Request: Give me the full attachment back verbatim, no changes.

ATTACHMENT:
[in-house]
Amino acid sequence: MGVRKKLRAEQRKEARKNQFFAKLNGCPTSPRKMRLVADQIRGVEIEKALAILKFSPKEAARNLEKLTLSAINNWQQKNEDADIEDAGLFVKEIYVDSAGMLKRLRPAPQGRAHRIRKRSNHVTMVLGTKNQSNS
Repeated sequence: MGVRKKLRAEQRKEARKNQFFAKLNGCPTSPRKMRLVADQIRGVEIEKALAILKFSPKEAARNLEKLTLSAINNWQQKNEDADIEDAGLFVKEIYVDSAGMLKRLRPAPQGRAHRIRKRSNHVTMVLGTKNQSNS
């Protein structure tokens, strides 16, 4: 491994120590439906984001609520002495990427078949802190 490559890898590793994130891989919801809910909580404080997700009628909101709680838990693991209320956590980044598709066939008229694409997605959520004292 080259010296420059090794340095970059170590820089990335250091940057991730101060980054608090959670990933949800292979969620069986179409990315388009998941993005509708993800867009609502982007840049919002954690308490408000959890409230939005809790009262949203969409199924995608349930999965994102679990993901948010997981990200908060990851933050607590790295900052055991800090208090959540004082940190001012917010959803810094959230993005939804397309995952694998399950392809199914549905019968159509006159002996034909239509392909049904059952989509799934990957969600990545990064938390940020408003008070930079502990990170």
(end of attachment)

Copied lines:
[in-house]
Amino acid sequence: MGVRKKLRAEQRKEARKNQFFAKLNGCPTSPRKMRLVADQIRGVEIEKALAILKFSPKEAARNLEKLTLSAINNWQQKNEDADIEDAGLFVKEIYVDSAGMLKRLRPAPQGRAHRIRKRSNHVTMVLGTKNQSNS
Repeated sequence: MGVRKKLRAEQRKEARKNQFFAKLNGCPTSPRKMRLVADQIRGVEIEKALAILKFSPKEAARNLEKLTLSAINNWQQKNEDADIEDAGLFVKEIYVDSAGMLKRLRPAPQGRAHRIRKRSNHVTMVLGTKNQSNS
């Protein structure tokens, strides 16, 4: 491994120590439906984001609520002495990427078949802190 490559890898590793994130891989919801809910909580404080997700009628909101709680838990693991209320956590980044598709066939008229694409997605959520004292 080259010296420059090794340095970059170590820089990335250091940057991730101060980054608090959670990933949800292979969620069986179409990315388009998941993005509708993800867009609502982007840049919002954690308490408000959890409230939005809790009262949203969409199924995608349930999965994102679990993901948010997981990200908060990851933050607590790295900052055991800090208090959540004082940190001012917010959803810094959230993005939804397309995952694998399950392809199914549905019968159509006159002996034909239509392909049904059952989509799934990957969600990545990064938390940020408003008070930079502990990170």